What types of companies viral posts on LinkedIn is best for: This works great for just about anyone who wants to establish themselves as an authority in their industry. Lots of people get stuck thinking “there’s not enough to post about my industry multiple times per week”, but these posts don’t need to (and preferably shouldn’t) be primarily focused on your industry. The best and most viral posts are focused on general business advice, management strategies and lifestyle as it relates to business.
You can still slightly promote your business in these viral posts, but it’s best to make it not the focal point of your post. For example, you can tell a story of something that happened recently within your business, that resulted in a valuable lesson learned for you and your team. It doesn’t come off as promotional, but also allows people to learn more about your company and your values.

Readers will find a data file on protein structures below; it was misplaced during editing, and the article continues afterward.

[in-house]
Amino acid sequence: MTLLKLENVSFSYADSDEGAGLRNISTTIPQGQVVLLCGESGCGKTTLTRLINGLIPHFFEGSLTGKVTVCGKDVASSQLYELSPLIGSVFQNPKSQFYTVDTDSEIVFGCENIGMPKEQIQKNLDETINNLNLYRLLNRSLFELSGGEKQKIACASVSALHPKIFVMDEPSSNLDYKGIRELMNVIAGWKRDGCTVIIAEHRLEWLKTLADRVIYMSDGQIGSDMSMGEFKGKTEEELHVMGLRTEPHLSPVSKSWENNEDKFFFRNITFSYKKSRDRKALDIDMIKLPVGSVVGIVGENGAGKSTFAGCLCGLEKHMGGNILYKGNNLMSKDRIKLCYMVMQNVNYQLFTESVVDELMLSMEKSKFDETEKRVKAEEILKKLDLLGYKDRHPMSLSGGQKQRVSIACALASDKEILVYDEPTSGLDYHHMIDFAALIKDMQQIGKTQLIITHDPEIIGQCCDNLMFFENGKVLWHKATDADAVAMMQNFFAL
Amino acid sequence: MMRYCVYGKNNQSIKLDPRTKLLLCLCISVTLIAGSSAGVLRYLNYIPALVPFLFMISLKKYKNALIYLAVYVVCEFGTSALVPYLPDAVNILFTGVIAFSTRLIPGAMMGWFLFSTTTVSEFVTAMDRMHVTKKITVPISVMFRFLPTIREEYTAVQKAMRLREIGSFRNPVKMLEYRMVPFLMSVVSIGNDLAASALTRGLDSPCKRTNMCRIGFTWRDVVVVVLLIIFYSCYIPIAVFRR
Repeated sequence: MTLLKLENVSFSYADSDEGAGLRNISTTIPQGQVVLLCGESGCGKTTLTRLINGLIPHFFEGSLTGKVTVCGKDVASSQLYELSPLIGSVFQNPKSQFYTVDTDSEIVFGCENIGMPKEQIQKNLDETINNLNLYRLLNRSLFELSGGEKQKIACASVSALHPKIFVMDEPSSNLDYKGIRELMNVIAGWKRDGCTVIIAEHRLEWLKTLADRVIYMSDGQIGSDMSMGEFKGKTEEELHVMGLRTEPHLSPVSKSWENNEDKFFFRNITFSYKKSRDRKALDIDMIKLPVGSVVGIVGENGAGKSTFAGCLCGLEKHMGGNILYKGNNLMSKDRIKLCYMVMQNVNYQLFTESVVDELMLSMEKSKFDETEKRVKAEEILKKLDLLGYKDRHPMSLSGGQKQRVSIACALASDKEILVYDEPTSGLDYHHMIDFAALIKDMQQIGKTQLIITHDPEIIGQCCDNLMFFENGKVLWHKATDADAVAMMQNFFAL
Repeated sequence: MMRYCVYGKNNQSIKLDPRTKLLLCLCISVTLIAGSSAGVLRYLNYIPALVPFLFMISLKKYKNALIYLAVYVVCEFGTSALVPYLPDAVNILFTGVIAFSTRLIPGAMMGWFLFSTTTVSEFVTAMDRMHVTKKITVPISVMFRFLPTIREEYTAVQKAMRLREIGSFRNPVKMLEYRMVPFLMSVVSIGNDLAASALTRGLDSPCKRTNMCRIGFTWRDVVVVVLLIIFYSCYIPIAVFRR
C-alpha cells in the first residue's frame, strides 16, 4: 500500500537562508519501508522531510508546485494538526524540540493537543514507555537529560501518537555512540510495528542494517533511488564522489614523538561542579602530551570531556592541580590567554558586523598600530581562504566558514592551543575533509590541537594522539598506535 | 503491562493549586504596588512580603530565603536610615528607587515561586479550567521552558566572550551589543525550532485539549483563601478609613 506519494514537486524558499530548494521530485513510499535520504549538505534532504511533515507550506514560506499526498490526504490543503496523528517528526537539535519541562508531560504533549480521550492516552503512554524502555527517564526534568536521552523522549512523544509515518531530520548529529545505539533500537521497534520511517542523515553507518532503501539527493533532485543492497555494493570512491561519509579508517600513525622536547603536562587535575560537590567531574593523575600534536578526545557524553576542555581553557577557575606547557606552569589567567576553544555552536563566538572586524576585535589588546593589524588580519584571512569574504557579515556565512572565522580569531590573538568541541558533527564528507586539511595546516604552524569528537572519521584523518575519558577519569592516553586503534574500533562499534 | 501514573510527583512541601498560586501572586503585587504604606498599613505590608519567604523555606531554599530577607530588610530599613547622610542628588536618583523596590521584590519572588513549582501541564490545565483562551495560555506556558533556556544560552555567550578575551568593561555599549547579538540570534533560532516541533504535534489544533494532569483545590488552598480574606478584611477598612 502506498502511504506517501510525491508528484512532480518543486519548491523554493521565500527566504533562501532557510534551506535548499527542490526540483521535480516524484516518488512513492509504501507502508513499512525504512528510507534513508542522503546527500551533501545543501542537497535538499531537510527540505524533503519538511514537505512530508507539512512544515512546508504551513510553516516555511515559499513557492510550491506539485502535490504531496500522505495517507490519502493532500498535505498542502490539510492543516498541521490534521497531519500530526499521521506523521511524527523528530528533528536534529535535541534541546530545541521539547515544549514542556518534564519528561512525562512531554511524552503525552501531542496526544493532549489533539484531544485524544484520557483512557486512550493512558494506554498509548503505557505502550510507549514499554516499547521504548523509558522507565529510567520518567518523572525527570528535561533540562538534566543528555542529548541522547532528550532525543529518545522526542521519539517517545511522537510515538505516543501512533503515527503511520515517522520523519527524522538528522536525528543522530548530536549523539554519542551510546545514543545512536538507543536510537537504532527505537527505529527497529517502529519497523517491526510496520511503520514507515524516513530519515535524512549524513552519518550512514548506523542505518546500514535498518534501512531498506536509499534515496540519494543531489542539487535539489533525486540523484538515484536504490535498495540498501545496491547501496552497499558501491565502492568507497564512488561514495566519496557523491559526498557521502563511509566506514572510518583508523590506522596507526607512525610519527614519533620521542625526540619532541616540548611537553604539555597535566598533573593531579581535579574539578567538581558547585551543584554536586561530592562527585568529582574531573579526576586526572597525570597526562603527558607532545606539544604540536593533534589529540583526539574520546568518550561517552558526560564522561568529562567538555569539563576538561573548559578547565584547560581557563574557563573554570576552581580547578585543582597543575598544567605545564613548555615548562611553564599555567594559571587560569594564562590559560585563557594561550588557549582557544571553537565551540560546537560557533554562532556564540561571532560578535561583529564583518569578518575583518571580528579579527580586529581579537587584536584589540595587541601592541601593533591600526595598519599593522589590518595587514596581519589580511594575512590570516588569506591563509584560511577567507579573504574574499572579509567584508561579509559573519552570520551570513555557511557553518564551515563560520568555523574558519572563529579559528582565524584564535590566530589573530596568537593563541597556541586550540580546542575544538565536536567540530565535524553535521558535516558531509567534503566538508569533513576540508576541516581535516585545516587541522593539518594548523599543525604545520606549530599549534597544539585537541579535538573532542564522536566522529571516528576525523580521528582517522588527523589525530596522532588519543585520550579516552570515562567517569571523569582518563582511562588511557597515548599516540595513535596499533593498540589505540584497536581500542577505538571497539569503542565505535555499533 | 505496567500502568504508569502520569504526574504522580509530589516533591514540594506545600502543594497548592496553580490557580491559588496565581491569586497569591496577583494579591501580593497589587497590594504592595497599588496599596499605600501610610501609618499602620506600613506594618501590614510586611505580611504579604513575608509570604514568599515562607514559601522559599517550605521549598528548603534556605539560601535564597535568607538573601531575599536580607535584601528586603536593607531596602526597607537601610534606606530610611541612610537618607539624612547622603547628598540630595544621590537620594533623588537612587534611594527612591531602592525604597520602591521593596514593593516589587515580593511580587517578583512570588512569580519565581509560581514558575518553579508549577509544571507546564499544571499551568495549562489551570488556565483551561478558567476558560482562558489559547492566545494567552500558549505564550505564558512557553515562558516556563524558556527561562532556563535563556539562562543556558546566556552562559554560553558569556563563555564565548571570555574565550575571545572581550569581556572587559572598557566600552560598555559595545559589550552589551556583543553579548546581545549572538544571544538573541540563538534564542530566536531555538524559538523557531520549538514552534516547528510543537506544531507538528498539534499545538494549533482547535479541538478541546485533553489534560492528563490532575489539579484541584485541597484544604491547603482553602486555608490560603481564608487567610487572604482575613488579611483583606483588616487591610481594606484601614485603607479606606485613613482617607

How to get started with viral posts on LinkedIn: Just start posting! Keep your posts under 1,300 characters and don’t get discouraged if you don’t see immediate traction. You’ll need to go through a bit of trial and error to figure out what works to get your likes, comments and views up.
I’m not aware of too many companies offering this as a service, but it’s something we’ve started doing for our current clients, so if trial and error doesn’t sound like your cup of tea, feel free to reach out and see how we can help.
Content Marketing on LinkedIn
By this point, just about everyone involved in digital marketing is aware of the benefits of content marketing. Content marketing was a buzz word several years ago, but now is widely regarded as a great way to drive inbound leads, although it will take time for all this content creation to actually pay off.
The biggest reason content marketing takes so long to pay off is it takes time for your content to actually reach the people you want it to. Luckily things are a bit different when it comes to LinkedIn. In the previous section I mentioned how LinkedIn’s algorithm makes it easy to reach people well outside of your network – which is definitely true. LinkedIn also does a great job though at keeping you top of mind with your current network too.